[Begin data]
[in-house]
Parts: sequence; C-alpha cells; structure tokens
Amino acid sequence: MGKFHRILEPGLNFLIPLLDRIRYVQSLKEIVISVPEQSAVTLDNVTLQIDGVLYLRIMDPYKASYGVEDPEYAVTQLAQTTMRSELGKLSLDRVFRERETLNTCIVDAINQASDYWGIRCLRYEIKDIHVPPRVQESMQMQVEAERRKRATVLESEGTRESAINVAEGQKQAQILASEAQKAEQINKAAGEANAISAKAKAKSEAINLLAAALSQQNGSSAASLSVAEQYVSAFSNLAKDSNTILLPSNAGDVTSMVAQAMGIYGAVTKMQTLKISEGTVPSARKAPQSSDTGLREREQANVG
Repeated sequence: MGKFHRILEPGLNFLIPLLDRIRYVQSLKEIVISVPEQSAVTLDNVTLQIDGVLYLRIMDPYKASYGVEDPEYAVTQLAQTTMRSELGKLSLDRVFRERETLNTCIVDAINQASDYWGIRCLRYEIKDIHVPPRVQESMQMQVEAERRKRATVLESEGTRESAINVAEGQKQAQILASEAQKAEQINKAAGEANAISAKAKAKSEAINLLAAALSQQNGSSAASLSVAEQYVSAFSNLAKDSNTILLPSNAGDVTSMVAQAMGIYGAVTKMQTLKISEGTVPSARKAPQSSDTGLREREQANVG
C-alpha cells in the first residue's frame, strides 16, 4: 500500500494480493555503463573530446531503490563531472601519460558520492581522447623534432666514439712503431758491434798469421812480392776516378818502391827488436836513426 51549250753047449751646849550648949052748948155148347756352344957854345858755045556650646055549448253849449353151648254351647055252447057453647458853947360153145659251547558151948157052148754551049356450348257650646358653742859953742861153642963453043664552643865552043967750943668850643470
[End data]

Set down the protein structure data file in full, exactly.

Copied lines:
[in-house]
Parts: sequence; C-alpha cells; structure tokens
Amino acid sequence: MGKFHRILEPGLNFLIPLLDRIRYVQSLKEIVISVPEQSAVTLDNVTLQIDGVLYLRIMDPYKASYGVEDPEYAVTQLAQTTMRSELGKLSLDRVFRERETLNTCIVDAINQASDYWGIRCLRYEIKDIHVPPRVQESMQMQVEAERRKRATVLESEGTRESAINVAEGQKQAQILASEAQKAEQINKAAGEANAISAKAKAKSEAINLLAAALSQQNGSSAASLSVAEQYVSAFSNLAKDSNTILLPSNAGDVTSMVAQAMGIYGAVTKMQTLKISEGTVPSARKAPQSSDTGLREREQANVG
Repeated sequence: MGKFHRILEPGLNFLIPLLDRIRYVQSLKEIVISVPEQSAVTLDNVTLQIDGVLYLRIMDPYKASYGVEDPEYAVTQLAQTTMRSELGKLSLDRVFRERETLNTCIVDAINQASDYWGIRCLRYEIKDIHVPPRVQESMQMQVEAERRKRATVLESEGTRESAINVAEGQKQAQILASEAQKAEQINKAAGEANAISAKAKAKSEAINLLAAALSQQNGSSAASLSVAEQYVSAFSNLAKDSNTILLPSNAGDVTSMVAQAMGIYGAVTKMQTLKISEGTVPSARKAPQSSDTGLREREQANVG
C-alpha cells in the first residue's frame, strides 16, 4: 500500500494480493555503463573530446531503490563531472601519460558520492581522447623534432666514439712503431758491434798469421812480392776516378818502391827488436836513426 51549250753047449751646849550648949052748948155148347756352344957854345858755045556650646055549448253849449353151648254351647055252447057453647458853947360153145659251547558151948157052148754551049356450348257650646358653742859953742861153642963453043664552643865552043967750943668850643470